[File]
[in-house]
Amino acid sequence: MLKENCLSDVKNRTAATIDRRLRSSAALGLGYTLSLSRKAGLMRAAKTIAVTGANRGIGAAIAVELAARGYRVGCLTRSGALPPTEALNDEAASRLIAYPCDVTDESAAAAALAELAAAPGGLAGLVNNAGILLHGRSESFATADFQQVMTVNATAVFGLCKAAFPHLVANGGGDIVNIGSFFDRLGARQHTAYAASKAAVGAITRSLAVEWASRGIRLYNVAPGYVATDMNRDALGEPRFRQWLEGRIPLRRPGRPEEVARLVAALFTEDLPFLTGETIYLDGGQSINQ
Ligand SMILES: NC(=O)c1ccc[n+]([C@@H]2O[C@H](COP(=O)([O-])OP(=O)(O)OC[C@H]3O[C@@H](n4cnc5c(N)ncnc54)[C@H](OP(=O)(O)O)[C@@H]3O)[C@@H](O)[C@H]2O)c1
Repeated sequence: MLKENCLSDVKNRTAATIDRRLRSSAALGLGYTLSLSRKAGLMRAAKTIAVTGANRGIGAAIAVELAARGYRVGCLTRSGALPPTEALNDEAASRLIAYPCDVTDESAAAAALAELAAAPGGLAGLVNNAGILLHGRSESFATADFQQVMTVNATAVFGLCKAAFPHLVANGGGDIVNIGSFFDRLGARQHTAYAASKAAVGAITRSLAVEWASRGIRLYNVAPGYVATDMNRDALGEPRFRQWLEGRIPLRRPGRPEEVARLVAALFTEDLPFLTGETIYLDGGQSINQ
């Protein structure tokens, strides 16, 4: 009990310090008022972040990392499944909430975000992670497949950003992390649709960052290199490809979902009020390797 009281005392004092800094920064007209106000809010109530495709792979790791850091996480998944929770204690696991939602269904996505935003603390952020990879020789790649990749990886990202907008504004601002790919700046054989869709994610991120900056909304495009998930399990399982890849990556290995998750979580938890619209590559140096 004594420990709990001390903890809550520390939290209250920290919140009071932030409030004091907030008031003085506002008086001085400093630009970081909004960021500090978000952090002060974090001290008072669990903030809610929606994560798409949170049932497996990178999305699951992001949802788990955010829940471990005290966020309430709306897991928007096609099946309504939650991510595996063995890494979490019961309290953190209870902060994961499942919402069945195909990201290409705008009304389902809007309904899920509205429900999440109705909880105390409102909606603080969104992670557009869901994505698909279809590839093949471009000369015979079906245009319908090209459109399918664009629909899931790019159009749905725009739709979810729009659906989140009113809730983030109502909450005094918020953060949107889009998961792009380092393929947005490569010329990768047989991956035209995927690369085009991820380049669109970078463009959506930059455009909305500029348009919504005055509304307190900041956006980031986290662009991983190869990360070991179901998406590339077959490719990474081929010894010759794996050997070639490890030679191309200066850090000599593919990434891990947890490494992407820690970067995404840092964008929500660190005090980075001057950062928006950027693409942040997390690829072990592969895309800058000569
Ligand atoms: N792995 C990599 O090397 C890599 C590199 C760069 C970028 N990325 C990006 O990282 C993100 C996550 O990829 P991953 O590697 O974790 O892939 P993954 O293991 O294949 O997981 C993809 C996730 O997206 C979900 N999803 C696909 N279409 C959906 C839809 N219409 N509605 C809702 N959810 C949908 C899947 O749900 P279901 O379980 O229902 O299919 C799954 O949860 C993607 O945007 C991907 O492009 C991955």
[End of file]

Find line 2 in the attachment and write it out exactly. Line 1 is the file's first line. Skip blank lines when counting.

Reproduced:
Amino acid sequence: MLKENCLSDVKNRTAATIDRRLRSSAALGLGYTLSLSRKAGLMRAAKTIAVTGANRGIGAAIAVELAARGYRVGCLTRSGALPPTEALNDEAASRLIAYPCDVTDESAAAAALAELAAAPGGLAGLVNNAGILLHGRSESFATADFQQVMTVNATAVFGLCKAAFPHLVANGGGDIVNIGSFFDRLGARQHTAYAASKAAVGAITRSLAVEWASRGIRLYNVAPGYVATDMNRDALGEPRFRQWLEGRIPLRRPGRPEEVARLVAALFTEDLPFLTGETIYLDGGQSINQ